Mak-all Manufacturing, Inc., Petitioner, v. National Labor Relations Board, Respondent, 331 F.2d 404 (2d Cir. 1964)Annotate this Case
Decided May 1, 1964
Lebenkoff & Coven, New York City (Abraham Lebenkoff, Jules E. Coven, New York City, of counsel), for petitioner.
Arnold Ordman, Gen. Counsel; Dominick L. Manoli, Associate Gen. Counsel; Marcel Mallet-Prevost, Asst. Gen. Counsel; Elliott Moore, Atty., N. L. R. B., for respondent.
Before LUMBARD, Chief Judge, and WATERMAN and FRIENDLY, Circuit Judges.
This is a petition to review and set aside an order of the National Labor Relations Board, to which the Board has responded with a cross-petition seeking enforcement. Issued on August 13, 1962, the order was based upon the Board's determination that petitioner had violated Sections 8(a) (1) and 8(a) (3) of the National Labor Relations Act, as amended, 29 U.S.C. § 151 et seq. The decision and order of the Board, adopting the findings, conclusions, and recommendations of the Trial Examiner, are reported at 138 N.L.R.B. 95. As the Board's findings were amply supported by the record as a whole, we deny the petition to set aside the order and grant the cross-petition to enforce it.
The determination that Section 8(a) (3) had been violated was based upon findings that petitioner, during a union effort to organize its plant, had discharged two employees for union activity. Petitioner claimed that it had discharged the two employees because of adverse economic conditions, but petitioner's foreman stated during the hearing that he had selected one of these two employees for discharge because he had the least seniority among the workers and because the foreman knew that he "was one of the boys that came in with the Union organizers"; and then admitted that petitioner did not ordinarily lay off its employees on a seniority basis. The Board's finding that the other employee had been discharged because of union activity was based upon his testimony that the official who had discharged him had told him that the action had been taken because he had been reported as one who had passed out union cards. Though this testimony was disputed by the official and also by another of petitioner's witnesses, these differing stories only raised an issue of credibility, an issue for the Trial Examiner and the Board to resolve. Universal Camera Corp. v. NLRB, 340 U.S. 474, 71 S. Ct. 456, 95 L. Ed. 456 (1951). These findings of Section 8(a) (3) violations amply supported the determination that Section 8(a) (1) had been violated, but, in addition, the evidence showed that petitioner in order to keep its employees away from the union's representatives had reversed its policy of permitting employees to take their coffee breaks outside its plant; and that petitioner's management-employees had interrogated workers as to their union interest and membership and had threatened, in the event of slack work, that union members would not be transferred to other employment.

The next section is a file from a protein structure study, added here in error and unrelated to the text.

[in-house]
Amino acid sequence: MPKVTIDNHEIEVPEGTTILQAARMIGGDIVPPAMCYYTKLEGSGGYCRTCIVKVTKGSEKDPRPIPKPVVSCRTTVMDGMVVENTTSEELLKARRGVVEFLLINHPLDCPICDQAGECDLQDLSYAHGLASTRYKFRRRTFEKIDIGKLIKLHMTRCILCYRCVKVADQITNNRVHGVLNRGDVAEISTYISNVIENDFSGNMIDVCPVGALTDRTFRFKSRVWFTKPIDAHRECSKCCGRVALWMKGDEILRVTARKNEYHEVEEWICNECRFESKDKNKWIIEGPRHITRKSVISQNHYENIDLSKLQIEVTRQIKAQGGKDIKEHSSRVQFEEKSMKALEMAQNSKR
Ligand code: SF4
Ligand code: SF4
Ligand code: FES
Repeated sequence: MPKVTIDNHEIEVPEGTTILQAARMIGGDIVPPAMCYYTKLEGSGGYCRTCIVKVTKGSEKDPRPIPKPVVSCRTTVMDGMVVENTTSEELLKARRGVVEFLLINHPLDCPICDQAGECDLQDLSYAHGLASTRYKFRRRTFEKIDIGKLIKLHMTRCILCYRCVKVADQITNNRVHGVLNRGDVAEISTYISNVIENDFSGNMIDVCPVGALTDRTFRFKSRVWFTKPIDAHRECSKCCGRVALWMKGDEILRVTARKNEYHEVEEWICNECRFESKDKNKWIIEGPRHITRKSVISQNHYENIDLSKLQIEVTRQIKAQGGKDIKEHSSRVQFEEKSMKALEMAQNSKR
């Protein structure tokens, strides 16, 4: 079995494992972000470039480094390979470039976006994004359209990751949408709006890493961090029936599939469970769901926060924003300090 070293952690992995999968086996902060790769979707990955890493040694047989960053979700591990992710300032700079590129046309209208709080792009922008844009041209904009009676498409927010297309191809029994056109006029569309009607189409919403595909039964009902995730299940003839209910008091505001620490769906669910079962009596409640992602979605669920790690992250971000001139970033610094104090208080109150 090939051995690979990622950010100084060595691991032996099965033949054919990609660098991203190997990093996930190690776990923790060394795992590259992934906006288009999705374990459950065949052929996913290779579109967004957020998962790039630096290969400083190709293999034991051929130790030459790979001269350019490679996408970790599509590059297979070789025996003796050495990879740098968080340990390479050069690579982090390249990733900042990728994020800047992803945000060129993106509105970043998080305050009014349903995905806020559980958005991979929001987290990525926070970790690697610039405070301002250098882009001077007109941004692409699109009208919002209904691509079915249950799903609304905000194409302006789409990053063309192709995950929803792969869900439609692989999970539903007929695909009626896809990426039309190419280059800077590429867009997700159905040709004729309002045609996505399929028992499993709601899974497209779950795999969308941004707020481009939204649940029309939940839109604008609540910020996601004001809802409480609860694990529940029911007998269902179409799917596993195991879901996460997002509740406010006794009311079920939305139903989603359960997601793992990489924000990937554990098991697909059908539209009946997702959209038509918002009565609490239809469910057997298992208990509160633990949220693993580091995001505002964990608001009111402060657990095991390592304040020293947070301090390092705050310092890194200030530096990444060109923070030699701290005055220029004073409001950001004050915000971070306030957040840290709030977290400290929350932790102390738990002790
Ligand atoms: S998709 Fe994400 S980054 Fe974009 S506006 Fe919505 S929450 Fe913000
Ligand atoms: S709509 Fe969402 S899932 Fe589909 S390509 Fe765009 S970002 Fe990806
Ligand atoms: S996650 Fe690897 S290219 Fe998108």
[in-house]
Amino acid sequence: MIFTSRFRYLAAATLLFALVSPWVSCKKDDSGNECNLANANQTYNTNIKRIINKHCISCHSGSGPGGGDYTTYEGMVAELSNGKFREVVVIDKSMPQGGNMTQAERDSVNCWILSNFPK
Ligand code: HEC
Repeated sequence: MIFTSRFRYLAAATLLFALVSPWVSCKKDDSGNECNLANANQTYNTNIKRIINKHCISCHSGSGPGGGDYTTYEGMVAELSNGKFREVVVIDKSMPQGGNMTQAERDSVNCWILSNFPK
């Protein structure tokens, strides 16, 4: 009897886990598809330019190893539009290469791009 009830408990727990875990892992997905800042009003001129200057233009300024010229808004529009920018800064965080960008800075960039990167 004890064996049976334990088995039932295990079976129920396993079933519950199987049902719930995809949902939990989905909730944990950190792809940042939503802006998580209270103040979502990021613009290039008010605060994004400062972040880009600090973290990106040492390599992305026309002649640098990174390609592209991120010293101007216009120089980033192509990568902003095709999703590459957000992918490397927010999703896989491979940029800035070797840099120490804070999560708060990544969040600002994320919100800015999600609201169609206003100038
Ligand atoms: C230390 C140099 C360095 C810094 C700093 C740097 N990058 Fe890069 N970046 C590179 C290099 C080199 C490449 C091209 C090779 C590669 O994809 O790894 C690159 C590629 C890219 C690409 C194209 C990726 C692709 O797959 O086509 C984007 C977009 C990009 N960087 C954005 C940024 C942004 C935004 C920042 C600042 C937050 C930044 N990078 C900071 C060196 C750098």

Petitioner claims that the Trial Examiner erred by refusing to permit it to call as a witness the Board agent who had investigated the case. There is no indication that the investigation was itself in any way relevant, and petitioner gave no indication of what it hoped to prove by the witness. It appears that the only testimony which would have been elicited from the agent would have been cumulative evidence dealing with what he had been told by witnesses who did testify. Under the circumstances the Trial Examiner's ruling was entirely correct.
The petition to review and set aside is denied; the Board's petition to enforce its order is granted.